The immense size of the tube 13 would require a tremendous amount of air flow to provide a sufficient pressure, for example 1.5-3.5 inches of water, to maintain its cylindrical appearance without some form of air capture being provided. Therefore, sections 13a and 13b are connected to the inner surface of the tube 13 to form a lining therein which defines a continuously leaking air chamber. Either the'lining 13a, 13b or the tube 13, or both, may include porous material for providing continuous fluid communication between the air chamber and the exterior of the display apparatus. The gussets forming the display are sewn together. Attention is invited that the sections 13a and 13b are disposed so as to lie inwardly of the ends of the tube 13 when the display apparatus is fully inflated so as to prevent a ballooning appearance at the bottom and top of the apparatus which would destroy the intended effect to display a can or similar container. Ballooning does occur, but only within the tube 13 at the sections 13a and 13b. 4 ounce nylon has proven advantageous for inflation and may be coated with a rubber base coating, urethene, or the like.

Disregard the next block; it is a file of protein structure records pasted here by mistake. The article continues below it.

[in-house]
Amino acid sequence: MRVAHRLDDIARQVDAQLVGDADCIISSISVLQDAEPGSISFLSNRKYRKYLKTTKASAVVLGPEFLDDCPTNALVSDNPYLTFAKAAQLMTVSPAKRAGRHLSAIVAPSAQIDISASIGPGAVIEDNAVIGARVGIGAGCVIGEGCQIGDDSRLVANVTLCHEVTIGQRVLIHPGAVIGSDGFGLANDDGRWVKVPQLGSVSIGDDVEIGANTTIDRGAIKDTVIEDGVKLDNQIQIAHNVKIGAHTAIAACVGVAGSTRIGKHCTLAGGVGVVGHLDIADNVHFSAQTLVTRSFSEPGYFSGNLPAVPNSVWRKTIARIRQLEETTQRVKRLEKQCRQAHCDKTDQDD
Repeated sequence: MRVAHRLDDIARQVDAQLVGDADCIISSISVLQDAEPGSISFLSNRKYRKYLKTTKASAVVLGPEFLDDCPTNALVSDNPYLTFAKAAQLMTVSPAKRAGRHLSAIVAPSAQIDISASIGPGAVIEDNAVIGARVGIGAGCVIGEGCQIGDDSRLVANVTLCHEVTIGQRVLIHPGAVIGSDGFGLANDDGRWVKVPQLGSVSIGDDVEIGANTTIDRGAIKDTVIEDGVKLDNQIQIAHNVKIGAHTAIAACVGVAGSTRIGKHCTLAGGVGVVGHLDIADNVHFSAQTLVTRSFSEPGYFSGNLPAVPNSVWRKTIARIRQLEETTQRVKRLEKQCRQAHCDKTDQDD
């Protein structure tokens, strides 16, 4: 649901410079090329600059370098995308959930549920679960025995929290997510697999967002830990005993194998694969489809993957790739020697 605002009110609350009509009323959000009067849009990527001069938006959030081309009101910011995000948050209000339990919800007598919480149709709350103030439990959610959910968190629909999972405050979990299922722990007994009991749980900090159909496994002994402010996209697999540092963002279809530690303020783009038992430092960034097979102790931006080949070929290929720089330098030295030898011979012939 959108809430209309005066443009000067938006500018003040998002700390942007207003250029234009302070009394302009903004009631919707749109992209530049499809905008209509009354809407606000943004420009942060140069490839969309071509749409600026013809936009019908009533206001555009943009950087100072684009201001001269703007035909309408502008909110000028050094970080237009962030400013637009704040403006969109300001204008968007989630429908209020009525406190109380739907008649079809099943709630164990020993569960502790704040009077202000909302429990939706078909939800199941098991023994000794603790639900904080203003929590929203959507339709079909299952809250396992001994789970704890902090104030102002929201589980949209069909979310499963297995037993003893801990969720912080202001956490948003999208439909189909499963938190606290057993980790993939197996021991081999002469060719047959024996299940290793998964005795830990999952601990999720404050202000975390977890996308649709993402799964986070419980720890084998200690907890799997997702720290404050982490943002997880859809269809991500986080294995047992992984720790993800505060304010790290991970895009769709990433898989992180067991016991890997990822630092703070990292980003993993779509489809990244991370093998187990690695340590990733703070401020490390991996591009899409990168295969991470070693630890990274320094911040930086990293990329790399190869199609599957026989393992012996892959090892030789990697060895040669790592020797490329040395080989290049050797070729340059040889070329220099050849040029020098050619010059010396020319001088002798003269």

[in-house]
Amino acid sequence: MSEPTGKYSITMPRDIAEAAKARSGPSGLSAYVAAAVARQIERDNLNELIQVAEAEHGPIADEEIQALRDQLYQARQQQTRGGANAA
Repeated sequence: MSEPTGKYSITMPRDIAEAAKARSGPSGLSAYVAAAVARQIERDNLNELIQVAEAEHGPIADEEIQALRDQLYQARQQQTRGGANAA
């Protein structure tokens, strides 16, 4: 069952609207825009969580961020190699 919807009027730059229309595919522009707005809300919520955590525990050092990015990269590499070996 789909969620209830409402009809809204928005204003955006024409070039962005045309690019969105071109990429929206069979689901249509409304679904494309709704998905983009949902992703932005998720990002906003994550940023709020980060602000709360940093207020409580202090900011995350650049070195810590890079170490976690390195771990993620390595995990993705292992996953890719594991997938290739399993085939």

Referring specifically to FIGS. 3, 4, 5 and 6, it can be seen that the frame 14 comprises a plurality ofarcuate members 19 connected together by coupling members 20 to define the circular cross-section of the display apparatus 10. It will further be appreciated that the frame 14 has connected thereto three separate series of cables 17, 22 and'23. Cables 22 lie within the gussets 16 and connect the frame 14 and the frame 15; cables 17 connect the frame 14 to the eye 18; and cables 23 conriect the frame 14 to the ring member 25 of the frame 24. The frame 15 is similarly constructed from a plurality of arcuate members 19a and coupling members 200; however, the frame 15 does not carry any cables other than cables 32 connected thereto. All 'of the cables mentioned above maybe provided with means for adjusting the links thereof, as required; such a turn buckle 41 being shown in connection with the cable 22 and the lower frame 15 in FIG. 6. However, a turn buckle will generallynot be required in connection with a gusset cable 22 but is more apt to be required in connection with cables 17, 23 and 32, but not being shown with respect to those cables for reasons of clarity in the drawings.